I love it when books, magazines, catalogs—or just about any form of publication—are handed to me by clients in an effort to communicate their vision. In my line of work, keeping a compendium of references is critical, but between my left and right hands I can only amass so much, so I appreciate it when others take the time out to contribute. Mood boards are funner to build when there are more than two hands working on them.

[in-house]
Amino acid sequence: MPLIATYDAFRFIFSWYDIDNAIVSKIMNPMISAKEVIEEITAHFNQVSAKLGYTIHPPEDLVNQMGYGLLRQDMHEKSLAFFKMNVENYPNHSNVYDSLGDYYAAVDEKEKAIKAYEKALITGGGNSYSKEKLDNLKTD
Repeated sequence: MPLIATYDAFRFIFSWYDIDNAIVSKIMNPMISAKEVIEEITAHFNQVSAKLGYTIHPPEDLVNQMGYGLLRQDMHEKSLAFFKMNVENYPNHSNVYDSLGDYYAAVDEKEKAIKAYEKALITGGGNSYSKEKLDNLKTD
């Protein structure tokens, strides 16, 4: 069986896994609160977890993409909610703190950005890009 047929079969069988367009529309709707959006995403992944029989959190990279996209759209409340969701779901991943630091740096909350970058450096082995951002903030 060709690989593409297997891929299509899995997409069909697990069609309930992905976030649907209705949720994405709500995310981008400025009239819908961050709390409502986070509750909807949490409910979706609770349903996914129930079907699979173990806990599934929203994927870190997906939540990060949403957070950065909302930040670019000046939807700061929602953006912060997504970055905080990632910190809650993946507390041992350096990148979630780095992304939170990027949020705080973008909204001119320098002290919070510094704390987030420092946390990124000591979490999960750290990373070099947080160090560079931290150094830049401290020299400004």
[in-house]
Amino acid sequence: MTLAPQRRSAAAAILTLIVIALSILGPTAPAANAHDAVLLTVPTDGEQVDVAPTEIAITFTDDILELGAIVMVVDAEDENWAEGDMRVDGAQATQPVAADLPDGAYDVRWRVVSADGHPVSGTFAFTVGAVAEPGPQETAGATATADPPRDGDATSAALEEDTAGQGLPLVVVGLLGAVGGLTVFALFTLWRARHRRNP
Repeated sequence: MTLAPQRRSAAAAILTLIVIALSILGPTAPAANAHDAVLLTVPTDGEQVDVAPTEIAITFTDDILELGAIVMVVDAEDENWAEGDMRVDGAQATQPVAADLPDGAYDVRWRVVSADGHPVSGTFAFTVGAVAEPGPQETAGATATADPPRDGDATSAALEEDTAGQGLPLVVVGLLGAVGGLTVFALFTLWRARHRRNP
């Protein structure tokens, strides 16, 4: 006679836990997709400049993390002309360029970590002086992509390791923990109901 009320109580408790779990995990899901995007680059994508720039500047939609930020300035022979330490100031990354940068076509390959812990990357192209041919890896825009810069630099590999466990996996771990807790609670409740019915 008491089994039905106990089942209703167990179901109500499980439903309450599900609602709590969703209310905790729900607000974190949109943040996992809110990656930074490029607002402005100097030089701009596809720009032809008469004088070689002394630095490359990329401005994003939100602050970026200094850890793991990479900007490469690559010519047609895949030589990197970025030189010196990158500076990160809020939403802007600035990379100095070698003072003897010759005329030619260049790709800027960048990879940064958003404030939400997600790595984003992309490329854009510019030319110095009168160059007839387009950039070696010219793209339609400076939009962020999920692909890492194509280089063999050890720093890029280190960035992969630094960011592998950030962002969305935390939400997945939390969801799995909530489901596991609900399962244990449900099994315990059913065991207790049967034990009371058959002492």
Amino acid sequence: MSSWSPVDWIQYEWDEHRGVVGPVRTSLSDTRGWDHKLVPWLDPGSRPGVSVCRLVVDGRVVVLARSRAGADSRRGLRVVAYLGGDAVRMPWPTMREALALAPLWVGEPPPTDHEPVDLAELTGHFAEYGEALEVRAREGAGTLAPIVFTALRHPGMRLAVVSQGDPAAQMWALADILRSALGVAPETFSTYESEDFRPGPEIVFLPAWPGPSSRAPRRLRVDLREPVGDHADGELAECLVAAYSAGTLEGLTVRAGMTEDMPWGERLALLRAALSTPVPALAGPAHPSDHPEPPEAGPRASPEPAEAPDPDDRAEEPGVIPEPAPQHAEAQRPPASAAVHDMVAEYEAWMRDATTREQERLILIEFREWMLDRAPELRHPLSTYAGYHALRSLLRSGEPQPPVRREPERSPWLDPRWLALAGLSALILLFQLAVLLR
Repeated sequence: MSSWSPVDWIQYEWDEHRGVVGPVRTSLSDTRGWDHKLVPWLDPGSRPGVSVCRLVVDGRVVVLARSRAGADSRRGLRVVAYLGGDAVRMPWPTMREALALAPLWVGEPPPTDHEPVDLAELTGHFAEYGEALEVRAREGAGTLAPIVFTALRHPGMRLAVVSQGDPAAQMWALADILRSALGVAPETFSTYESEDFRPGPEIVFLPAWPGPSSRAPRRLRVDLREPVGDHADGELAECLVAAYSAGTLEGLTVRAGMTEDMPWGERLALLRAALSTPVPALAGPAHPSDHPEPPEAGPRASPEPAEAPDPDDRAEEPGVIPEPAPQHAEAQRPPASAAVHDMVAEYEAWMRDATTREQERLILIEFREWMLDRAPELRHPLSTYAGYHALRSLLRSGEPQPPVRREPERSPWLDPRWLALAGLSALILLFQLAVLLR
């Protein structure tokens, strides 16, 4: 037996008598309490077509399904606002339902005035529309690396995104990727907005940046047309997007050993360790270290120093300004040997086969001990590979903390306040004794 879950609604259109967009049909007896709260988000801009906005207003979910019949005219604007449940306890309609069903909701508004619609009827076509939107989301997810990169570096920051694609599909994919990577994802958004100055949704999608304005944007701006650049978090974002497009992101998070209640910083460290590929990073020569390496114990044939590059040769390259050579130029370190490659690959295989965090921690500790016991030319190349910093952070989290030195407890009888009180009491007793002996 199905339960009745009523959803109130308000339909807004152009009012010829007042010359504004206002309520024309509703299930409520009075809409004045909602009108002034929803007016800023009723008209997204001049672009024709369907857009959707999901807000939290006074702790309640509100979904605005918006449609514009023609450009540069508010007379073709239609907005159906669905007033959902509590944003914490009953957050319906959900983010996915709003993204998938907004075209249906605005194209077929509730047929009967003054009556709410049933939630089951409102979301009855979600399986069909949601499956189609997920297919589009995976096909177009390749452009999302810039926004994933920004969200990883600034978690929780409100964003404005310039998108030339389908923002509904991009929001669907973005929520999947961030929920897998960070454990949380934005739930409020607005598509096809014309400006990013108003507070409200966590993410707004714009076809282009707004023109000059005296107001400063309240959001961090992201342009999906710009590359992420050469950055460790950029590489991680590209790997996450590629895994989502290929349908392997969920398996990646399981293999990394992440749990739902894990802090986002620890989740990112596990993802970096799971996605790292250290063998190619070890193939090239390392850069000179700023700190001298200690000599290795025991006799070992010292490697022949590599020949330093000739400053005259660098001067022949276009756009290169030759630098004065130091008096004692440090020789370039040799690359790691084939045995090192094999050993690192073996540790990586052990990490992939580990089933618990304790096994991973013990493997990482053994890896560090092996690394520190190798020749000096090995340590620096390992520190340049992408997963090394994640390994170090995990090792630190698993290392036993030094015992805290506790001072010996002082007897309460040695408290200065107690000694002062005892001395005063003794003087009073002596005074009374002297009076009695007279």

Another inspiring slab that fell on my lap courtesy of Grace was Coming Home (23), a limited edition coffee table book featuring the work that the legendary American fashion photographer/filmmaker Bruce Weber did for, well, a DEDON ad campaign last year. What an astonishingly exquisite collection of images! The premise was simple: Build a multi-storey tree house among the branches of a giant tree, fill it with beautiful DEDON masterpieces, some personal effects and furnishings (from the photographer’s own home), couples, dancing boys, dancing girls, even a garage rock band, and you have the makings of a perfect outdoor living fantasy. I’d been a huge follower of Weber’s work, and for more than 10 years images from his 1999 book The Chop Suey Club had haunted me. Now that I have discovered Coming Home I guess I am covered for the next 10 years!